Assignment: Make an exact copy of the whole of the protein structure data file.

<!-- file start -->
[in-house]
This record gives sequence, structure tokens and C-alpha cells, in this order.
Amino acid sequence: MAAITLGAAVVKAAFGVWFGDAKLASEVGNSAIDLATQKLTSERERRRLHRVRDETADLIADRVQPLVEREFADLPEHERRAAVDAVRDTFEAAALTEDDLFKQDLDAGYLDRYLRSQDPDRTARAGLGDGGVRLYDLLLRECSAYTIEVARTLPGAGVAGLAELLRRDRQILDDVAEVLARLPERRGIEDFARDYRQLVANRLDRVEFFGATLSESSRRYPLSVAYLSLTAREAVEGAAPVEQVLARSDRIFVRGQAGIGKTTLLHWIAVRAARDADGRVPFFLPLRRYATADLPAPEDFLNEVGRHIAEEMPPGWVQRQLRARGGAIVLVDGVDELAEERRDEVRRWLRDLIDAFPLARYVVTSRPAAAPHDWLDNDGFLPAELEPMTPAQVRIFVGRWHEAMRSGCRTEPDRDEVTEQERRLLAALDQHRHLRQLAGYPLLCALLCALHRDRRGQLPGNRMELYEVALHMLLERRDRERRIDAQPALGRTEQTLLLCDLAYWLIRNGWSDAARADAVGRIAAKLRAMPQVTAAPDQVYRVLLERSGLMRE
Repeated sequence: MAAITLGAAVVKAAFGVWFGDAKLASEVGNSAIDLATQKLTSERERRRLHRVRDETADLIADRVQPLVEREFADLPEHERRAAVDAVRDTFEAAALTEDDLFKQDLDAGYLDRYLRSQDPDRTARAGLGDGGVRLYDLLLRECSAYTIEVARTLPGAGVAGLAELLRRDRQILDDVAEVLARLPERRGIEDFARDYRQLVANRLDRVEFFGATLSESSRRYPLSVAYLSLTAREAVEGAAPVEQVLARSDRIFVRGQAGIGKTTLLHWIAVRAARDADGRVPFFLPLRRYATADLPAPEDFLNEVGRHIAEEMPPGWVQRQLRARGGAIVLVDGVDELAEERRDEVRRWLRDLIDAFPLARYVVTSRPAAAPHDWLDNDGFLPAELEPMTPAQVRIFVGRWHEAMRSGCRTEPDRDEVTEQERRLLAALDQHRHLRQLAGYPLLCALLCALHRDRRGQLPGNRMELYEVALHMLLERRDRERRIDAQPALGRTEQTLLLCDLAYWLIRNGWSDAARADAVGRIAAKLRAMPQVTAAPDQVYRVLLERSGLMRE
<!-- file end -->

[in-house]
This record gives sequence, structure tokens and C-alpha cells, in this order.
Amino acid sequence: MAAITLGAAVVKAAFGVWFGDAKLASEVGNSAIDLATQKLTSERERRRLHRVRDETADLIADRVQPLVEREFADLPEHERRAAVDAVRDTFEAAALTEDDLFKQDLDAGYLDRYLRSQDPDRTARAGLGDGGVRLYDLLLRECSAYTIEVARTLPGAGVAGLAELLRRDRQILDDVAEVLARLPERRGIEDFARDYRQLVANRLDRVEFFGATLSESSRRYPLSVAYLSLTAREAVEGAAPVEQVLARSDRIFVRGQAGIGKTTLLHWIAVRAARDADGRVPFFLPLRRYATADLPAPEDFLNEVGRHIAEEMPPGWVQRQLRARGGAIVLVDGVDELAEERRDEVRRWLRDLIDAFPLARYVVTSRPAAAPHDWLDNDGFLPAELEPMTPAQVRIFVGRWHEAMRSGCRTEPDRDEVTEQERRLLAALDQHRHLRQLAGYPLLCALLCALHRDRRGQLPGNRMELYEVALHMLLERRDRERRIDAQPALGRTEQTLLLCDLAYWLIRNGWSDAARADAVGRIAAKLRAMPQVTAAPDQVYRVLLERSGLMRE
Repeated sequence: MAAITLGAAVVKAAFGVWFGDAKLASEVGNSAIDLATQKLTSERERRRLHRVRDETADLIADRVQPLVEREFADLPEHERRAAVDAVRDTFEAAALTEDDLFKQDLDAGYLDRYLRSQDPDRTARAGLGDGGVRLYDLLLRECSAYTIEVARTLPGAGVAGLAELLRRDRQILDDVAEVLARLPERRGIEDFARDYRQLVANRLDRVEFFGATLSESSRRYPLSVAYLSLTAREAVEGAAPVEQVLARSDRIFVRGQAGIGKTTLLHWIAVRAARDADGRVPFFLPLRRYATADLPAPEDFLNEVGRHIAEEMPPGWVQRQLRARGGAIVLVDGVDELAEERRDEVRRWLRDLIDAFPLARYVVTSRPAAAPHDWLDNDGFLPAELEPMTPAQVRIFVGRWHEAMRSGCRTEPDRDEVTEQERRLLAALDQHRHLRQLAGYPLLCALLCALHRDRRGQLPGNRMELYEVALHMLLERRDRERRIDAQPALGRTEQTLLLCDLAYWLIRNGWSDAARADAVGRIAAKLRAMPQVTAAPDQVYRVLLERSGLMRE